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Interview 17 - Heart failure

Age at interview: 81
Age at diagnosis: 79
Brief Outline: Retired works manager; married with 2 children.
Background: 1994 angina. Heart attacks 1994 and 2001. Heart failure diagnosed 2001.

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Suggests that doctors need to make time for patients to ask questions.

Suggests that doctors need to make time for patients to ask questions.

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Yes, I think that today, going back on when I was in hospital in '47, that over the years there has been a closer, far closer co-operation between doctor and patient, and nurse and patient, than ever there was, but it's got to be even better. And I feel that if the doctors, I know again they're under pressure, they've got a big volume of work to do and they can't spend too much time with a particular person, but if they could make that small amount of time they have count, by answering a question, allowing a question to be asked. Because in some cases, some patients who are rather timid will not ask. Now I would because that's part of my makeup but those that are timid can be reassured on certain aspects or if they've got a weak heart, 'what do you mean a weak heart?' 'How's it affecting me personally?' and 'Should I do this?' 'Should I carry on living like this?'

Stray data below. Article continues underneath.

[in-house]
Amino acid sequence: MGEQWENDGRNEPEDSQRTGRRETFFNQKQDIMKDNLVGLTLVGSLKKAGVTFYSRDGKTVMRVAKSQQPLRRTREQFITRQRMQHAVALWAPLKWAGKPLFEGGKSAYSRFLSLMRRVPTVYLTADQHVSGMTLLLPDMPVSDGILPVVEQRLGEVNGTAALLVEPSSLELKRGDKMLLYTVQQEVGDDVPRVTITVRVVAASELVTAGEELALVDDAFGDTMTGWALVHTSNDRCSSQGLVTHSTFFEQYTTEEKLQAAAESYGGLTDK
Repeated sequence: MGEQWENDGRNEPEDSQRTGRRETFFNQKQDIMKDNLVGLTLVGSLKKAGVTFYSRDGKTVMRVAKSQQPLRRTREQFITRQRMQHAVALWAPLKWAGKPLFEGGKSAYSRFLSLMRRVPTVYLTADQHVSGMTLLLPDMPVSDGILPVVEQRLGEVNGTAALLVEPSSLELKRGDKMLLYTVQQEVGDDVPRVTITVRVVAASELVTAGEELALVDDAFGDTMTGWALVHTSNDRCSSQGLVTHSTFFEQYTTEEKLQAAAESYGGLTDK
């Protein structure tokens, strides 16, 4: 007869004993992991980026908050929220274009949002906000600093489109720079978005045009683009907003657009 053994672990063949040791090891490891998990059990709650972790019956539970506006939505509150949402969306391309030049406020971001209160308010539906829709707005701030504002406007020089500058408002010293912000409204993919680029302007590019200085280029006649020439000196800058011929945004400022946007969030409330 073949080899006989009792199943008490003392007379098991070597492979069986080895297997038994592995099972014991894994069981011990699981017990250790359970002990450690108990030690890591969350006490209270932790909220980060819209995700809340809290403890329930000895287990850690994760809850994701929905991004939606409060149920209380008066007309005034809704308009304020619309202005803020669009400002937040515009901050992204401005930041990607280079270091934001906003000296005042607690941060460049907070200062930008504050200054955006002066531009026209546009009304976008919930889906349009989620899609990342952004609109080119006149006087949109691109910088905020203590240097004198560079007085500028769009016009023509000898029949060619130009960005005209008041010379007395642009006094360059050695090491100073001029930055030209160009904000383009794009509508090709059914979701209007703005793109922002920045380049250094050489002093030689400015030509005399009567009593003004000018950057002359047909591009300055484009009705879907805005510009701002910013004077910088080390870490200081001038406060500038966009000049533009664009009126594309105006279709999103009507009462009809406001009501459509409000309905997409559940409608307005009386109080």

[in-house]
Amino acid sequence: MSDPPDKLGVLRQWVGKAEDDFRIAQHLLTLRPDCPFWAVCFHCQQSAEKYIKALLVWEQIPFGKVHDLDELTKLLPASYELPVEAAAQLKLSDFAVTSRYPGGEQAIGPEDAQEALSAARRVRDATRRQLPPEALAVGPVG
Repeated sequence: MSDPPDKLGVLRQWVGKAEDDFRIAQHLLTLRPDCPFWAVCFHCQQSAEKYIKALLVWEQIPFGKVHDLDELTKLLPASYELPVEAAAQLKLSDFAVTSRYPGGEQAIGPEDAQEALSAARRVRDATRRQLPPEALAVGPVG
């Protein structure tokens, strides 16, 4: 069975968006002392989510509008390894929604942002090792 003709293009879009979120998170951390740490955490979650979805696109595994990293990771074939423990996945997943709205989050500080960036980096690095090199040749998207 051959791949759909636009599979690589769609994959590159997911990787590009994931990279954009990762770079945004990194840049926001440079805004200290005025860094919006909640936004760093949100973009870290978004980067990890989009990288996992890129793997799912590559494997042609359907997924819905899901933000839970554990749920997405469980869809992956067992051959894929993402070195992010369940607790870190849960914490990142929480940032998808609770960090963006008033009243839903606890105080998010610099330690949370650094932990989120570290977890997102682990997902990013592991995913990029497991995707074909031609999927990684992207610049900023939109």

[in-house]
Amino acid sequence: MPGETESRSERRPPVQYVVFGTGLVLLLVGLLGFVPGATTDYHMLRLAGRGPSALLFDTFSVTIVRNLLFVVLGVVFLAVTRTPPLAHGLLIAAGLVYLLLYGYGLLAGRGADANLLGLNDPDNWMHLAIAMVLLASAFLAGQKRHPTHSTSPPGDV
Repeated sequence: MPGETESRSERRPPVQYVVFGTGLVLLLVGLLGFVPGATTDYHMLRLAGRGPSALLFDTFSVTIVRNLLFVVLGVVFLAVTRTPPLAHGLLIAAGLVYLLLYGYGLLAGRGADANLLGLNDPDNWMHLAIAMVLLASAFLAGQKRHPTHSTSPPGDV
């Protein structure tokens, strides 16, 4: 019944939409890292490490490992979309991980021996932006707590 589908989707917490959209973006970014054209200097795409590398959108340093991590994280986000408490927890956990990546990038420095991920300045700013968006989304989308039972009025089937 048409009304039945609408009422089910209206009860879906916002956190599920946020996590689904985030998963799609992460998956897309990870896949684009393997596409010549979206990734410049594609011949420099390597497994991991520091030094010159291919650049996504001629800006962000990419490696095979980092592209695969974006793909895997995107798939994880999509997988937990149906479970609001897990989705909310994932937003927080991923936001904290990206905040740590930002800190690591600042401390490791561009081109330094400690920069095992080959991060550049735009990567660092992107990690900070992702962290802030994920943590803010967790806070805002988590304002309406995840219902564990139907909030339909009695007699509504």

We know that you have this aftercare and we know that you get this little booklets and things like that but it's not the same as the doctor or the consultant at the point of being sent home, telling you the main operative things or answering a question. 'Are there any questions you'd like to ask me?', providing it's not long, they may have to readjust the whole thinking but I think that won't take place until we have more doctors, more nurses, more places, and people have got more time to do what they would like to do.
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